Santander had hoped to float 20 per cent of its UK arm
Saturday September 17,2011
By Andrew Johnson, Deputy City Editor
SANTANDER has been forced to push back its proposed float on the London Stock Exchange, which is now unlikely before 2013, because of the Independent Commission on Banking’s reforms to the financial system.
The Spanish bank believes the work needed to pin down the details of Sir John Vickers’ plans to force UK banks to “ringfence” their high-street arms from investment banking counterparts means it can no longer give investors the certainty needed for a float for some time.
The Spanish bank had hoped to float 20 per cent of its UK arm, forged by the acquisitions of Abbey National, Alliance & Leicester and the good parts of Bradford & Bingley, to raise up to £4billion during the second half of this year. However, market turmoil and regulatory uncertainty initially delayed the plan until the first half next year. Now it has been set back again.
Santander’s profits are also expected to come under pressure in the UK Although Santander UK, led by Ana Botin, is less affected by Vickers’ proposals because it does not have a major investment banking business, it still faces difficulties. This is because at least some of its UK activities will fall outside the ringfence.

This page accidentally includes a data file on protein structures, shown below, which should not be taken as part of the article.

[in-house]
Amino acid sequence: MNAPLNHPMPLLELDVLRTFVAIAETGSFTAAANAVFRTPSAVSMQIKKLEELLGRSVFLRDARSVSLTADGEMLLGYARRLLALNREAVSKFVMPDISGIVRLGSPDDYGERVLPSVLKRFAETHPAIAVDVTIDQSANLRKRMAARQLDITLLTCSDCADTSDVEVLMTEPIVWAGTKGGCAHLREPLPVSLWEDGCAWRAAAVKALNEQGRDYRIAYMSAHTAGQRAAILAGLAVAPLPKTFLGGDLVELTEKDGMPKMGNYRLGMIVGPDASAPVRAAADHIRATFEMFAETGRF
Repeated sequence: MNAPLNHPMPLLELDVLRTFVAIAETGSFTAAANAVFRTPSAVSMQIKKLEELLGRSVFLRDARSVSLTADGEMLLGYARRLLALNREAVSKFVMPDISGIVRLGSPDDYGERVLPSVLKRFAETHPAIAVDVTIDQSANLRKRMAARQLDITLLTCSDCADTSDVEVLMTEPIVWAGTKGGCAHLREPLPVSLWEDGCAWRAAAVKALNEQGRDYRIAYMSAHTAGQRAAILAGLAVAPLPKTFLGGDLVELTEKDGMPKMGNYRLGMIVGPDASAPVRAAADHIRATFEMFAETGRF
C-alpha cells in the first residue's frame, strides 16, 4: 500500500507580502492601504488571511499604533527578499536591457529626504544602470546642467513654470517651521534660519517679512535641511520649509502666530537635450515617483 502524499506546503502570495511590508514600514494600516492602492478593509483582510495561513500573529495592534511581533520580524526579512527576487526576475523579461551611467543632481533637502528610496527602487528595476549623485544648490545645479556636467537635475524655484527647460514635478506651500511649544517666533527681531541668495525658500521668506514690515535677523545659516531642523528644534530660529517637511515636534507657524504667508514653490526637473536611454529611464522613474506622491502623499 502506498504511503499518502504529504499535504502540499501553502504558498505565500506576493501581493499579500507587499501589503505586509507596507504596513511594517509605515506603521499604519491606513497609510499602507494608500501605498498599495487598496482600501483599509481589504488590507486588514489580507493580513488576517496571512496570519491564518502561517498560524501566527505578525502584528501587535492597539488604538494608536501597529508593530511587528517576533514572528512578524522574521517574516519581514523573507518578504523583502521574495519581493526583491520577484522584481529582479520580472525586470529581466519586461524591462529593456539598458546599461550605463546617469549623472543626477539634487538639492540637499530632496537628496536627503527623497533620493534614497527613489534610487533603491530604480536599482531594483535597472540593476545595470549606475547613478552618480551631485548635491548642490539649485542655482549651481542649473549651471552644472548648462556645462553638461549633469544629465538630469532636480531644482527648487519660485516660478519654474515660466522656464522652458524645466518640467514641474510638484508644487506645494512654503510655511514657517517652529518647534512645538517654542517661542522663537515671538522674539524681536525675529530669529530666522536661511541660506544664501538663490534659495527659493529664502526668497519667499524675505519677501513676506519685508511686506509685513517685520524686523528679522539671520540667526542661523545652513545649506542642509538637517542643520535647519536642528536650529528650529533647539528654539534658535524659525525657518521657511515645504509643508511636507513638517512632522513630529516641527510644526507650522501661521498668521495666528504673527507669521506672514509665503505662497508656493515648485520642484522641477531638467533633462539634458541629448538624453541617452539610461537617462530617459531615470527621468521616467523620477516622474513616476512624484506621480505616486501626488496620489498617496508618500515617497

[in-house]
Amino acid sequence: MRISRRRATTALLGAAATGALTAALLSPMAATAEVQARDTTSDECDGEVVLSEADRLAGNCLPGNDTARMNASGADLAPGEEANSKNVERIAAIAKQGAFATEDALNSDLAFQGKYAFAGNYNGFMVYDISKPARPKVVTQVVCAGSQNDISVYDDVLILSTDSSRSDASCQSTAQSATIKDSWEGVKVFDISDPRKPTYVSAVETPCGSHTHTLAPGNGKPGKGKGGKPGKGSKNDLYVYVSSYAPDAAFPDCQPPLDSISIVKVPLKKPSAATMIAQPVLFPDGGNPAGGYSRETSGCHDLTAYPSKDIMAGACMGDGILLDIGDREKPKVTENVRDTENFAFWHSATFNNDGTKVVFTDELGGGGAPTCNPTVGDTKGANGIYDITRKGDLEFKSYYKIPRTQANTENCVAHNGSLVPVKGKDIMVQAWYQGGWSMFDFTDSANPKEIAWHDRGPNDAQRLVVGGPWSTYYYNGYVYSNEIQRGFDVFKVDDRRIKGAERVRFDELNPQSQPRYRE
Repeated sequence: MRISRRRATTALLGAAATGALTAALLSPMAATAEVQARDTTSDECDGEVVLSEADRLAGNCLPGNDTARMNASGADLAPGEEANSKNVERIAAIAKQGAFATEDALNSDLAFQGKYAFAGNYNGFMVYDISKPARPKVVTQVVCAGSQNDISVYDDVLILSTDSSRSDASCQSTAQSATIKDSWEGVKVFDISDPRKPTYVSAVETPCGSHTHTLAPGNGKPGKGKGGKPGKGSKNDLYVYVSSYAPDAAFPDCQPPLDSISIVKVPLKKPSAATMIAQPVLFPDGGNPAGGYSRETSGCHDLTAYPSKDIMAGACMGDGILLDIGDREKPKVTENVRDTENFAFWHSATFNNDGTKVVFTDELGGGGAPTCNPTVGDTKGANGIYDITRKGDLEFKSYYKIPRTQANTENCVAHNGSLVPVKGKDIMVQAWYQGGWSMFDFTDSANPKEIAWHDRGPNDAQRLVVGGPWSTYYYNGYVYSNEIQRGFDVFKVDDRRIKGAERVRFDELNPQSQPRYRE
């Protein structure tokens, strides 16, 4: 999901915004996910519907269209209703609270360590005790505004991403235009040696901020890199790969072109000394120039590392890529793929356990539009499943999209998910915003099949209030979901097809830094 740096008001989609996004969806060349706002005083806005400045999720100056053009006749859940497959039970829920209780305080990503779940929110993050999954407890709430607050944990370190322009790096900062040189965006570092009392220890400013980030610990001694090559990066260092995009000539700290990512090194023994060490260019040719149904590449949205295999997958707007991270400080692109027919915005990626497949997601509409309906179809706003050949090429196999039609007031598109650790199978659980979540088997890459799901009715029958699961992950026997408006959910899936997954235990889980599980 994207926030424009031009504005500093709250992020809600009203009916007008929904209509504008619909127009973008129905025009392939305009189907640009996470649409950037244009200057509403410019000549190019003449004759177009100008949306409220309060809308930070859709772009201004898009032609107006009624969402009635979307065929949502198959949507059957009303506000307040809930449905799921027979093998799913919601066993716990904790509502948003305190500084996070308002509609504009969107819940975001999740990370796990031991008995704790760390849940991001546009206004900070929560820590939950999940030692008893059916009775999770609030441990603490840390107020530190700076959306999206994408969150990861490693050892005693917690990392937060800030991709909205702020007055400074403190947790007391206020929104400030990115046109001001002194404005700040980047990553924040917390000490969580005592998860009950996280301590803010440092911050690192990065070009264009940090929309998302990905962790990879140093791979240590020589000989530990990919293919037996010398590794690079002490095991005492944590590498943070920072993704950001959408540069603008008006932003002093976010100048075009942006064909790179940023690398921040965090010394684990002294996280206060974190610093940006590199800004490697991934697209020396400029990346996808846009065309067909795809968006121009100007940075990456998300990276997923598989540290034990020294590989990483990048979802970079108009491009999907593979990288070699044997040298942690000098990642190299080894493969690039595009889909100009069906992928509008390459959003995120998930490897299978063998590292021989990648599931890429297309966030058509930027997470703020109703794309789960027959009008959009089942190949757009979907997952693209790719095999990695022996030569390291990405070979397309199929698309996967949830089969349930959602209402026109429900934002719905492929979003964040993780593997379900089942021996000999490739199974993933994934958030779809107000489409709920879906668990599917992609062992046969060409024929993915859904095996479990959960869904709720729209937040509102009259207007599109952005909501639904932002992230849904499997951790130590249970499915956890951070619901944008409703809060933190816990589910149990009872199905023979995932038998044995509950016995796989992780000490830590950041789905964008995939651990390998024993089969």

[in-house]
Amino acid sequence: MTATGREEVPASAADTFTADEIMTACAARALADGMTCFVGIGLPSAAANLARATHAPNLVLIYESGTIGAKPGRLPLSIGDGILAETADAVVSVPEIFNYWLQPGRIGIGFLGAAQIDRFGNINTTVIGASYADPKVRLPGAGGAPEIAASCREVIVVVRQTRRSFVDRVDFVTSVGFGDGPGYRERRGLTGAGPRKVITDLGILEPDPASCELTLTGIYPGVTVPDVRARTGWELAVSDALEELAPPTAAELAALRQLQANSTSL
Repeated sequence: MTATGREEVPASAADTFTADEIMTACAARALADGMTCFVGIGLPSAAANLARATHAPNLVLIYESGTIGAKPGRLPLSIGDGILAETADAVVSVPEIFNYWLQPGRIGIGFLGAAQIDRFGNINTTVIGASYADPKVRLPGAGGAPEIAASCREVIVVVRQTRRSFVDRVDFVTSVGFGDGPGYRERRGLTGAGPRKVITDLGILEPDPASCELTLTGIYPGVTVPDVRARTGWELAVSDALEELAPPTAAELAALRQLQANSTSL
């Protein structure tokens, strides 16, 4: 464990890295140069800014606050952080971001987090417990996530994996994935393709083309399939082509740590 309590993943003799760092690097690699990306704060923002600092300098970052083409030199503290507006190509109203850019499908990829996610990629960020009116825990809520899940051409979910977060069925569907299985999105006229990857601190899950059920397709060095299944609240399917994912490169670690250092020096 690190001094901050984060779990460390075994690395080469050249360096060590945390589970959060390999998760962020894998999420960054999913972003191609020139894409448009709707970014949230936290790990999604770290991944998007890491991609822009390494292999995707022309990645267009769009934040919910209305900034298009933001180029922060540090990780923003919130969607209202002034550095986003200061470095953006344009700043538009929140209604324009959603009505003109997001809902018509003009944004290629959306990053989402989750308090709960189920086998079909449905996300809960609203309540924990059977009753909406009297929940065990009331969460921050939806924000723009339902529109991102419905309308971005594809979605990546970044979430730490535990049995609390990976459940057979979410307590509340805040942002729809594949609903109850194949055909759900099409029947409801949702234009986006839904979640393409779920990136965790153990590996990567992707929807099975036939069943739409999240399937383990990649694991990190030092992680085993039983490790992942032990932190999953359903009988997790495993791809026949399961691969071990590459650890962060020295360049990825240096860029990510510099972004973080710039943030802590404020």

These are thought to include some instruments designed to help the bank manage its balance sheet, as well as aspects of its corporate banking business. It hopes to persuade ministers and regulators to allow these activities, which include foreign exchange and interest rate hedges, inside the ringfence so long as they remain within a set level of total operations.
It will also need to assess the costs of the reforms, including special bonds designed to soak up initial losses in the event of a crisis. It is still looking to integrate 318 branches bought from Royal Bank of Scotland. A Santander spokesman declined to comment.
Banking analyst Nuria Alvarez of Renta 4 said: “The market was already speculating that Santander could delay its IPO plans in Britain until the second half of 2012.
“But if you take into account market volatility, new British regulation and poor growth expectations, it makes perfect sense to put these plans off until 2013.”
Santander’s profits are also expected to come under pressure in the UK as the bank ramps up investment in the division.